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PC COOLING

Socket A Heat Sink Roundup
By: SPeeD
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    2003-10-09

    Table of Contents:
  • Socket A Heat Sink Roundup
  • products page 2
  • products page 3

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    Socket A Heat Sink Roundup


    (Page 1 of 3 )

    Overclocking processors nowadays is just not as simple as before. Sure the hated jumpers are mostly removed so that we can tweak within the bios, but the most hated and dreaded enemy is still with us. HEAT! Heat is our number one enemy in the good overclocking business. Past processors were much easier to cool and did not require a great number of fans nor did it require great increased caseflow or the large surface area on the HSF's of today. The well known Celeron 300A was a great overclocker and could be done with stock cooling. I have a Pentium II 400 that I slightly overclocked to 420 with passive cooling. Unfortunately, stock heatsinks these days will no longer carry out the job. When it comes to overclocking, better and more massive heatsinks are a must. It is even better to choose copper because of its heat dissipation capabilities. Sure enough the Swiftech MCX462 and the Alpha PAL8045 are the best choices to cool your hot T-birds or palominos or T-breds, but not everyone can fork out the cash needed for those babies. Today we have a look at a roundup of affordable heatsinks from well respected heatsink manufacturers and see if theyíre adequate for your overclocking needs.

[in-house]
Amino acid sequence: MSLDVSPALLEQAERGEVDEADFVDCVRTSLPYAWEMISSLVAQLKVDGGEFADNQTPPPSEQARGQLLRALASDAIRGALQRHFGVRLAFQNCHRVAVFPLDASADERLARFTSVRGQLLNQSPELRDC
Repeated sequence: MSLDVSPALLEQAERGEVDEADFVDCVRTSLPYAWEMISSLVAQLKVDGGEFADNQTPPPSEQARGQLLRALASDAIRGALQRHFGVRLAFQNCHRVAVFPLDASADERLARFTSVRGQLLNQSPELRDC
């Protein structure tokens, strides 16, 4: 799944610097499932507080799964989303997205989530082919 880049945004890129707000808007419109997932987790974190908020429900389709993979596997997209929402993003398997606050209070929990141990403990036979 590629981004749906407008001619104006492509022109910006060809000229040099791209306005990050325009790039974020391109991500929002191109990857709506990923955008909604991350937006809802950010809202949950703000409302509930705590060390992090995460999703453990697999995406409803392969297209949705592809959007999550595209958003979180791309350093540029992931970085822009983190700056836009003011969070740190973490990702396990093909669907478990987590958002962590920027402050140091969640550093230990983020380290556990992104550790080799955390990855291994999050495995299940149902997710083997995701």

Written by: Poiuy223
    Reviewed: July, 2002
    Edited By:
    Mack (SPeeD)